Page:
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CiTi seeks tech entrepreneurs to rethink education

The new technology-driven economy demands relevant and appropriate skills in order to thrive, says CiTi.
The new technology-driven economy demands relevant and appropriate skills in order to thrive, says CiTi.

The Cape Innovation and Technology Initiative (CiTi) has commenced a proof of concept (POC) on a new educational technology (edtech) cluster, in partnership with former UK government special adviser on education, Jamie Martin.

The edtech cluster will look to build an ecosystem that supports entrepreneurs from SA and across Africa to use technology to re-think education.

In SA, as across the continent, education is failing, says CiTi. It notes education is failing to provide the right start in the early years, failing to teach the basics in primary education, failing to get students to get and stay in university places and jobs. The brunt of this failure is born by the most disadvantaged communities, who suffer the resulting high unemployment and low access to higher education, CiTi adds.

"The new technology-driven economy demands relevant and appropriate skills in order to thrive; we are seeing many legacy jobs disappearing which drives up unemployment," says Ian Merrington, CEO of CiTi.

"Ongoing education with a curriculum relevant to business needs will become an economic and social imperative. Technology can be a great enabler of education and skills development, particularly in Africa, which is why we have chosen to focus on edtech."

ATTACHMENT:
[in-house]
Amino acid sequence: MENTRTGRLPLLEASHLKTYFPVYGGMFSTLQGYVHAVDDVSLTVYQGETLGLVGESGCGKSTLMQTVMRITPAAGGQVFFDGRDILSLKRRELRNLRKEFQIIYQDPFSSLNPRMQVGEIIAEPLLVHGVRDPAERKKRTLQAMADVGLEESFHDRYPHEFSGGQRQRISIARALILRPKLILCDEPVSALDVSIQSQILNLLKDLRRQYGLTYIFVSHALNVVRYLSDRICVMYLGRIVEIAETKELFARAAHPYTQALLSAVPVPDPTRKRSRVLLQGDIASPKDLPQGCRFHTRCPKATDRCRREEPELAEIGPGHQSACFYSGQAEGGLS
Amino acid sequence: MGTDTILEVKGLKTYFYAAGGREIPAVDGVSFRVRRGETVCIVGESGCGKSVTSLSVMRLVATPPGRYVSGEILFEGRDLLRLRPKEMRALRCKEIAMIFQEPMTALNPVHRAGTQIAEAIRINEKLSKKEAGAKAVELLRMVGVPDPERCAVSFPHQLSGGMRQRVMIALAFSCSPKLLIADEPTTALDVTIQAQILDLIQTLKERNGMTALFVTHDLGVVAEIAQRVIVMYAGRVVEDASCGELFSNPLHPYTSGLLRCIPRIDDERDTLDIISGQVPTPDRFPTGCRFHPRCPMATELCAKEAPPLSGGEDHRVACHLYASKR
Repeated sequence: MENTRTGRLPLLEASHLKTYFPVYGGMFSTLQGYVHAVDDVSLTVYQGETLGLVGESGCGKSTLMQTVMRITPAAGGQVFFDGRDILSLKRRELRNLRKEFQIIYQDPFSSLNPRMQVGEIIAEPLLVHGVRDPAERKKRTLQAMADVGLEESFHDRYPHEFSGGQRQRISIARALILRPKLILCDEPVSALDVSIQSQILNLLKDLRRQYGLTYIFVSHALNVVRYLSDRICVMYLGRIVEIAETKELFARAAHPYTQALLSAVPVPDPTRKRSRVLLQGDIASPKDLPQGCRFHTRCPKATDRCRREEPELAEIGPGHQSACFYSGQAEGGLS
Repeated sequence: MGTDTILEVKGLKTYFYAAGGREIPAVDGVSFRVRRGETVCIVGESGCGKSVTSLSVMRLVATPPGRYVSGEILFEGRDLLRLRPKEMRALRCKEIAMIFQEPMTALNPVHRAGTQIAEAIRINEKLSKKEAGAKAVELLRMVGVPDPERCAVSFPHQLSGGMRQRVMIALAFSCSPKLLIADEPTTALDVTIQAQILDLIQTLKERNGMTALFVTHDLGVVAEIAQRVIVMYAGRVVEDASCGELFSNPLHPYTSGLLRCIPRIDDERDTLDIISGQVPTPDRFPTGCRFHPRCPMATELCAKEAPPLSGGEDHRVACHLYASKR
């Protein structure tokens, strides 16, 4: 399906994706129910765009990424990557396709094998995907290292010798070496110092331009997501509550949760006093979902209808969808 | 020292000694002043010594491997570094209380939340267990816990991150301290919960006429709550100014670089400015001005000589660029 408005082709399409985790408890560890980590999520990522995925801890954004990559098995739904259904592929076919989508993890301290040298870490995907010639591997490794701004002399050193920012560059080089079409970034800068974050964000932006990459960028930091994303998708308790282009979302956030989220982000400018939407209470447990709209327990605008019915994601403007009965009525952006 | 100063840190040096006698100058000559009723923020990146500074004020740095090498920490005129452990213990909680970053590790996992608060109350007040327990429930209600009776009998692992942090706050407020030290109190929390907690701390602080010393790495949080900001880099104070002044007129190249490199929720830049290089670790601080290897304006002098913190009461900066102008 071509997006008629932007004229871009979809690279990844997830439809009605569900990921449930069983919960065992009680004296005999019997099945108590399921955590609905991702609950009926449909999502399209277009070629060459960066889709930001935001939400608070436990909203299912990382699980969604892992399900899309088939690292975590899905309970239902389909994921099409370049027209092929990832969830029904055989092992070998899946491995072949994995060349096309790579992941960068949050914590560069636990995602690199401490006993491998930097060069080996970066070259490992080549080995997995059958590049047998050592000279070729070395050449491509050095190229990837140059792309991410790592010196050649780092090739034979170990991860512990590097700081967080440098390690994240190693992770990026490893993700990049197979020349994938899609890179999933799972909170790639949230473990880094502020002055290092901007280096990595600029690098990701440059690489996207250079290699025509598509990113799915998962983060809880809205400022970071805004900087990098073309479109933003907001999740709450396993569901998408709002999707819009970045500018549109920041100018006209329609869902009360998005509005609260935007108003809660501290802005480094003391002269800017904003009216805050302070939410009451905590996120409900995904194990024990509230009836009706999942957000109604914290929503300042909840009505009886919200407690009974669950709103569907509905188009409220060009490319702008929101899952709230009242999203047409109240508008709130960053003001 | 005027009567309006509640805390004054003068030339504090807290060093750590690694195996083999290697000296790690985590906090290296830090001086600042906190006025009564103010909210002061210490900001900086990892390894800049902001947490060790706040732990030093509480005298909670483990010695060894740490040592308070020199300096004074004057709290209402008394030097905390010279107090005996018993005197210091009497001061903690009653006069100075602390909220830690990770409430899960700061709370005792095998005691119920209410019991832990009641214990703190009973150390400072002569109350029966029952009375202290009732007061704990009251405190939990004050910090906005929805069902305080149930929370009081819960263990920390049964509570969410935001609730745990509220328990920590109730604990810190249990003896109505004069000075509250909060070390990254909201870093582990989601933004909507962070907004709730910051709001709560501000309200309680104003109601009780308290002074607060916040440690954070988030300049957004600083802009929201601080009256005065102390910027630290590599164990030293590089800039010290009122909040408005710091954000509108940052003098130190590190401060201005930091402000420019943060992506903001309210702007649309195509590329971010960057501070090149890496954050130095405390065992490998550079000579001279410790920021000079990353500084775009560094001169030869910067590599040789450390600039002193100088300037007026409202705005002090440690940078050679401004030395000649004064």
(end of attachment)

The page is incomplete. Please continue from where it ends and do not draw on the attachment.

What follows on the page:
According to CiTi, business as usual - the same flawed attempts to copy systems from more developed countries - cannot be the solution.

It believes that in African countries faced with fundamental problems of distance and infrastructure and with acute shortages of quality teachers and schools, technology can transform educational standards.

"For the past several years, we have set education as a key priority within CiTi's strategy through the CapaCiTi Tech Job Readiness Programme," says Alethea Hagemann, head of skills at CiTi.

"Our internal drive to stimulate an edtech ecosystem has also served as a catalyst to modernise our existing skills development model, and deliver our own educational programmes with greater impact and scale through online learning, with a recently completed proof of concept as well as new online learning programmes due to launch in 2017."

Throughout the POC period, CiTi will talk to funders, start-ups, educators, government, foundations and ordinary citizens from across Africa about what the organisation needs to do to support existing edtech entrepreneurs to scale their impact and to help others begin new innovations.

"We will also begin doing it - developing a cluster of innovative edtech companies in the Bandwidth Barn, Cape Town, and working with start-ups from across the continent to develop better products and bring them to more learners," Merrington concludes.

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